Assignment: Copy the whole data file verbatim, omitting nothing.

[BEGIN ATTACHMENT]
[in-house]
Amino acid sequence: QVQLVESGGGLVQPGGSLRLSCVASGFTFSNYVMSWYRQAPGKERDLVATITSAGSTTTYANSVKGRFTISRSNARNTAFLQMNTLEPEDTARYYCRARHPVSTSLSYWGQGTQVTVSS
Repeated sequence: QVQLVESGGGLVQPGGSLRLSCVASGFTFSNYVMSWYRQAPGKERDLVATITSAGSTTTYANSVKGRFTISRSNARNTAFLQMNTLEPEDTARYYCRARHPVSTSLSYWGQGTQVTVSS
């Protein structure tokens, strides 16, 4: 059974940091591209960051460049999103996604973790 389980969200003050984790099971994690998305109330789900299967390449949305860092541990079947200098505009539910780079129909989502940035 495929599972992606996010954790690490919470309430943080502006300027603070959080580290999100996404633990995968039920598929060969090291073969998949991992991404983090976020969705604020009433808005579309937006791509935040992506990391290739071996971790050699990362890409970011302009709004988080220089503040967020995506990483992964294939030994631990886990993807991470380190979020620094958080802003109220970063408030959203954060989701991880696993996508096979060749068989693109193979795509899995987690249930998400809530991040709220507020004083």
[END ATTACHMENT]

[in-house]
Amino acid sequence: QVQLVESGGGLVQPGGSLRLSCVASGFTFSNYVMSWYRQAPGKERDLVATITSAGSTTTYANSVKGRFTISRSNARNTAFLQMNTLEPEDTARYYCRARHPVSTSLSYWGQGTQVTVSS
Repeated sequence: QVQLVESGGGLVQPGGSLRLSCVASGFTFSNYVMSWYRQAPGKERDLVATITSAGSTTTYANSVKGRFTISRSNARNTAFLQMNTLEPEDTARYYCRARHPVSTSLSYWGQGTQVTVSS
């Protein structure tokens, strides 16, 4: 059974940091591209960051460049999103996604973790 389980969200003050984790099971994690998305109330789900299967390449949305860092541990079947200098505009539910780079129909989502940035 495929599972992606996010954790690490919470309430943080502006300027603070959080580290999100996404633990995968039920598929060969090291073969998949991992991404983090976020969705604020009433808005579309937006791509935040992506990391290739071996971790050699990362890409970011302009709004988080220089503040967020995506990483992964294939030994631990886990993807991470380190979020620094958080802003109220970063408030959203954060989701991880696993996508096979060749068989693109193979795509899995987690249930998400809530991040709220507020004083």